Skip to main content

Housing affordability and child health


Associate Name: Craig Pallock

Funding Source/Period of the Grant: NICHD-PDB R03 4/1/2019 - 3/31/2021

Project Description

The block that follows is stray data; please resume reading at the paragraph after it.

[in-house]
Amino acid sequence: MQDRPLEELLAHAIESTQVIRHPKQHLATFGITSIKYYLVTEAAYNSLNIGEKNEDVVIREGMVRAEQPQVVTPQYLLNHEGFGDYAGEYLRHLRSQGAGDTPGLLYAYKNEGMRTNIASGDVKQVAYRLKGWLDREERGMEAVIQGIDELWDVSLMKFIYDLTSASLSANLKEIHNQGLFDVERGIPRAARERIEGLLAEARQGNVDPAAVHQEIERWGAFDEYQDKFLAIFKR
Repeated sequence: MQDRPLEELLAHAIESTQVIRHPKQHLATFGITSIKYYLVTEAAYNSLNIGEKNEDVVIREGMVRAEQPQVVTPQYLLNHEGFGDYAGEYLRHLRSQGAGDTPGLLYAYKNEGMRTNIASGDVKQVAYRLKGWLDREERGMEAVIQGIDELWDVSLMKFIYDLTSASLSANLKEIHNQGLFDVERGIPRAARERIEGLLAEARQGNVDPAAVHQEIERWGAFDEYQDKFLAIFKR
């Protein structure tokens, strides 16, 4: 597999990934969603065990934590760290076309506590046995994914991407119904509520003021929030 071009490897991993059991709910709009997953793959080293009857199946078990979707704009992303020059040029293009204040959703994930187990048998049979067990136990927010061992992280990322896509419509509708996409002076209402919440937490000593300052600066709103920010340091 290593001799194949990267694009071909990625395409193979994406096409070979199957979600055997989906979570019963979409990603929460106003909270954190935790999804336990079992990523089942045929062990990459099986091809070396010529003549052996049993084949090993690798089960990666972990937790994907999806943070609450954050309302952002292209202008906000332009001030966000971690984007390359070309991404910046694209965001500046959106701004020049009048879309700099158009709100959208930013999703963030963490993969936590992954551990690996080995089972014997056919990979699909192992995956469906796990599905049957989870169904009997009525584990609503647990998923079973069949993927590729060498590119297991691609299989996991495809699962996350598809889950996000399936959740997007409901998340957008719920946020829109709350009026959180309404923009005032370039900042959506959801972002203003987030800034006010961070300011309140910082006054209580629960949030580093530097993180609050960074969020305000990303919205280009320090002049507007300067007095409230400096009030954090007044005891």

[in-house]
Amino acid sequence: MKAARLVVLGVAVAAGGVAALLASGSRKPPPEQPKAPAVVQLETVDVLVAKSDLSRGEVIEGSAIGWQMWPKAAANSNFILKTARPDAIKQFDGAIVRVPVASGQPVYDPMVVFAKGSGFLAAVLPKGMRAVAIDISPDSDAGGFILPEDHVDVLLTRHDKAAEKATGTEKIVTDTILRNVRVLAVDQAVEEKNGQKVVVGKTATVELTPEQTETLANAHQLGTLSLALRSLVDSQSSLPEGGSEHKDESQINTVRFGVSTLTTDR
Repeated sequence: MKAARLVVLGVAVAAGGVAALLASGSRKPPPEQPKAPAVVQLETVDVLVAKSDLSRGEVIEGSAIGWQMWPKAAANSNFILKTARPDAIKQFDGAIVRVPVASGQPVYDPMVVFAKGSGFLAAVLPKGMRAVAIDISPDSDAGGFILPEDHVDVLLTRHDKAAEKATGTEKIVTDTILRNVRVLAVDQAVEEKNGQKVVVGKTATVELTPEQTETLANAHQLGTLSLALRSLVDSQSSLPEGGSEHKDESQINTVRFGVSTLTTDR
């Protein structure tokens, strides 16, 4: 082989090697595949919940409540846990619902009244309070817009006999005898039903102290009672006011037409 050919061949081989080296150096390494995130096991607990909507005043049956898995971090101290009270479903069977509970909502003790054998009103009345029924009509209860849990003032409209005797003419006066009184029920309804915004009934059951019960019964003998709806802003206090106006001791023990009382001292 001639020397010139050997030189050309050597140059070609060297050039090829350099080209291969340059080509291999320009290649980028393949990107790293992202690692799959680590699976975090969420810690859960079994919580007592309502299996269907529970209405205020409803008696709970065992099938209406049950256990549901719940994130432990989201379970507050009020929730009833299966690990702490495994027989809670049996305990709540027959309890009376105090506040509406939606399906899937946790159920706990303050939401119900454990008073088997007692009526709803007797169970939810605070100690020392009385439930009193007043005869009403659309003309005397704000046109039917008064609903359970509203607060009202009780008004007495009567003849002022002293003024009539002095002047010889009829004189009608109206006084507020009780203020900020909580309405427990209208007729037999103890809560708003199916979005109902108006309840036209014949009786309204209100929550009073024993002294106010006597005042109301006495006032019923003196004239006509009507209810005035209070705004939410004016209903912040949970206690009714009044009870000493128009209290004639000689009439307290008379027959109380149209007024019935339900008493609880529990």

Project Summary Although safe and affordable housing is a critical foundation for child health, such housing is in short supply. To address the lack of affordable housing, policymakers developed the Low-Income Housing Tax Credit (LIHTC) program. Since 1986, LIHTC—a federal tax credit given to affordable housing developers—has funded the development of 3 million housing units that meet certain quality standards. To our knowledge, there has been no systematic evaluation of children’s health with respect to the LIHTC program. Such an evaluation is critical as policymakers increasingly seek to prioritize the distribution of tax credits to maximize their societal benefits. We propose to integrate property-level data on housing constructed or rehabilitated using LIHTC funding with child-level data from the National Health Interview Survey (NHIS; 2004-2016) and neighborhood-level characteristics from the American Community Survey (ACS). We will employ the resulting dataset to provide national estimates on the link between LIHTC and child health. In the first research aim, we will complete the data integration and assess the sociodemographic and neighborhood characteristics of children surveyed in the NHIS who reside in LIHTC housing compared to those who do not and examine changes in these characteristics over time. This will provide a foundation for aim 2 that seeks to explore, using propensity score weighting, whether children in LIHTC housing have differences in their health status and use of health care compared to similar children who do not live in LIHTC housing. In the third aim, we will further examine children matched to LIHTC housing, investigating characteristics of this housing and the surrounding neighborhoods that may be linked with health status and health care utilization. Bolstered by a policy advisory council, this project will provide critical evidence on the link between the nation’s largest funder of affordable housing and children’s health and well-being.